True enough, among the myriad projects left on the cutting room floor in the wake of Westwood Studios’ dissolution were plans for a proper sequel, referred to as either Battlegrounds or simply Renegade 2. Set in the Red Alert universe, two builds of the would-be title were known to have existed. The first version was drafted as an attempt to link that setting with the Tiberium timeline. Notably, it featured a “Scavenger” faction based out of the ruins of the USSR, its units and structures not only resembling jury-rigged Soviet equipment but also foreshadowing the Brotherhood. This was particularly evident in some of the 3D renders and sketches, which showed a scorpion-esque insignia and a proto-Hand of Nod made out of a ruined Communist statue; as digital Chuck Carter revealed through his website on making those renders, these were also meant to highlight how the existing engine was more than capable of handling much higher polycounts than in Renegade. The second build, meanwhile, was scrapped in favor of continuing where RA2: Yuri’s Revenge left off, involving a rogue Soviet commander (related to Premier Romanov) trying to invade the US to avenge Russia’s defeat. It was this latter draft that managed to have pre-production finished by 2003 – complete with a partially done “Marin Headlands” map, rendered models (for both Allied and Soviet units) and even a prototype of a fully destructible Soviet barracks (driven entirely by in-game physics) – with a presentation ready for final approval from EA. According to Adam Isgreen and other former Westwood developers on Petroglyph Games’ forums back in 2007, such was the enthusiasm that they even had the giant ants from Red Alert 1 back as part of a bonus level.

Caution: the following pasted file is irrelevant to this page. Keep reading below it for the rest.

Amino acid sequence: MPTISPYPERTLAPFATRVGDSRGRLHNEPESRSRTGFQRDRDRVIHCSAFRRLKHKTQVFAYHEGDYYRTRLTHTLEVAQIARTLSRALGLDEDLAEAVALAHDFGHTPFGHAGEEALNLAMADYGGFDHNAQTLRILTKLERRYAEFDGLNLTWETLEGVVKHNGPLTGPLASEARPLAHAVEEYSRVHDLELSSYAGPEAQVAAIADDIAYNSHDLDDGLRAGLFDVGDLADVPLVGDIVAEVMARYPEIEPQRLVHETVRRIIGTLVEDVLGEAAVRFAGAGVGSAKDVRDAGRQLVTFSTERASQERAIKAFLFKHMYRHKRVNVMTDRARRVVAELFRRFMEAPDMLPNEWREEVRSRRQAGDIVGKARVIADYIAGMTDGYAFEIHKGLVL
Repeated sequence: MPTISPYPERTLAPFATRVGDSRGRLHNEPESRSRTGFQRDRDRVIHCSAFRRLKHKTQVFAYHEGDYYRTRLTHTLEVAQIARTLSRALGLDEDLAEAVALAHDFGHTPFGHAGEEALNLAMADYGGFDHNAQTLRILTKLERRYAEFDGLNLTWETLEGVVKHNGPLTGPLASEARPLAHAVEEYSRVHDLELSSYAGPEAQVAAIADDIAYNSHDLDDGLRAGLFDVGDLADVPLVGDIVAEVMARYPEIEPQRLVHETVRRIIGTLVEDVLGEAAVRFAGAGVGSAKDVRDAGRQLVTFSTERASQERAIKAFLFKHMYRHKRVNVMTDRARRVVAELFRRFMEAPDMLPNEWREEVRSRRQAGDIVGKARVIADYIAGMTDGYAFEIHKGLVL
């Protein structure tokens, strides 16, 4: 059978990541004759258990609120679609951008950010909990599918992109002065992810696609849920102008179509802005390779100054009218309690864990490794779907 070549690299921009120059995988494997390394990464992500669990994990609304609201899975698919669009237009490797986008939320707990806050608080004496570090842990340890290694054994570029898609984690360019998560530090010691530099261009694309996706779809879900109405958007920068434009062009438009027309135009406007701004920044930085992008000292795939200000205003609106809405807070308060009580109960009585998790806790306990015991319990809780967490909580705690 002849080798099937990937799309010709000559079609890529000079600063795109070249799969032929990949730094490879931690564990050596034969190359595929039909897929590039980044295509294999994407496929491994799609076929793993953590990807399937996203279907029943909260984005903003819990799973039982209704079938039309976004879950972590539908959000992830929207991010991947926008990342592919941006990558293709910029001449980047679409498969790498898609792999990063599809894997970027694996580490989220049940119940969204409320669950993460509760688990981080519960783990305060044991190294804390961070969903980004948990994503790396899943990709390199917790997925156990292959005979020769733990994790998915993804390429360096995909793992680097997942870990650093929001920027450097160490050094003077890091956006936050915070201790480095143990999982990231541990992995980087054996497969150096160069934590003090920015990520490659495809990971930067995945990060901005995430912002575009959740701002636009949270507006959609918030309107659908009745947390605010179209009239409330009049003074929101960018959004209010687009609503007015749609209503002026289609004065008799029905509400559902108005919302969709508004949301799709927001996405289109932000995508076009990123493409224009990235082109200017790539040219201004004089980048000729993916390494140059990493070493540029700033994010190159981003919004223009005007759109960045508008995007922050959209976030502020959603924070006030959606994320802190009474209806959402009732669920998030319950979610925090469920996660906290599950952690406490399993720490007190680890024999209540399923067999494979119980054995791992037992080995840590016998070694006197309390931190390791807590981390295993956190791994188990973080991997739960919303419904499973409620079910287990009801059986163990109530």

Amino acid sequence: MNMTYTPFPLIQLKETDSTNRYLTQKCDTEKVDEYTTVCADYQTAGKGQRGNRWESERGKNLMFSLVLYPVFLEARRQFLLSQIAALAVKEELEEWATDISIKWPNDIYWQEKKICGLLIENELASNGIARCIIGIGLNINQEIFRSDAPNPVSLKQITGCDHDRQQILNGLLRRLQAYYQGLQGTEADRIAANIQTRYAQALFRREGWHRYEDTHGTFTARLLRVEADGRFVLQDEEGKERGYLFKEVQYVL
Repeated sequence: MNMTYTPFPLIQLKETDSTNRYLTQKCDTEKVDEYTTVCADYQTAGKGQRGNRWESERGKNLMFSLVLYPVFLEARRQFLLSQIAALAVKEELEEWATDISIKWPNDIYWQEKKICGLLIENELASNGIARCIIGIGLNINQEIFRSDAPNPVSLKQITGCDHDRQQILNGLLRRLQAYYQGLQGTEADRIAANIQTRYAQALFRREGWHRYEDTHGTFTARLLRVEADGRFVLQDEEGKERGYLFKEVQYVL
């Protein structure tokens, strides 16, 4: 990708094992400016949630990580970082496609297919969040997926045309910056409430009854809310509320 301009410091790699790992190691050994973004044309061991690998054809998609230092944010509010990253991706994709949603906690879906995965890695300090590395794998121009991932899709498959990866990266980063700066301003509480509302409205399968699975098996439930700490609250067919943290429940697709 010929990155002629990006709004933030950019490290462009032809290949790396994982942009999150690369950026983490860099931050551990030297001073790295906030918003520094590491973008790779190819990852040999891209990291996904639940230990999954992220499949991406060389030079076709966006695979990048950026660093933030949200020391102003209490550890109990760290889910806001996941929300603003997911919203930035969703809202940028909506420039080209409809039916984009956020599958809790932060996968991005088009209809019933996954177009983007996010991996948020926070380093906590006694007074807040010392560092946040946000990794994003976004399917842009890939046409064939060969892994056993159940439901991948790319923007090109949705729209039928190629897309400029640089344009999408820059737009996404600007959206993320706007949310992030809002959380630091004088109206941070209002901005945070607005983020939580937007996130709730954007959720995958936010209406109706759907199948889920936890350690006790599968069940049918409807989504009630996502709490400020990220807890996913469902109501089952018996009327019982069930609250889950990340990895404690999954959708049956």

Instead, as Isgreen recounted, the executives formally shut down those plans in 2003 before any official announcement could be made, citing how EA “didn’t want anything to be ‘#3’” especially with Battlefield 1942 already making waves. Thus, the much-speculated follow-up never saw the light of day. Even its would-be spiritual successor, a squad-based tactical FPS titled Tiberium (done by EA Los Angeles) was cancelled in 2008. For all intents and purposes, Renegade was to be last Command and Conquer title released by the original developers before they closed their doors forever. All that remain of those efforts are myriad concept art, the partly-finished “Marin Headlands” map and a zip file the developers made (containing models and art from the cancelled project) for the fan community.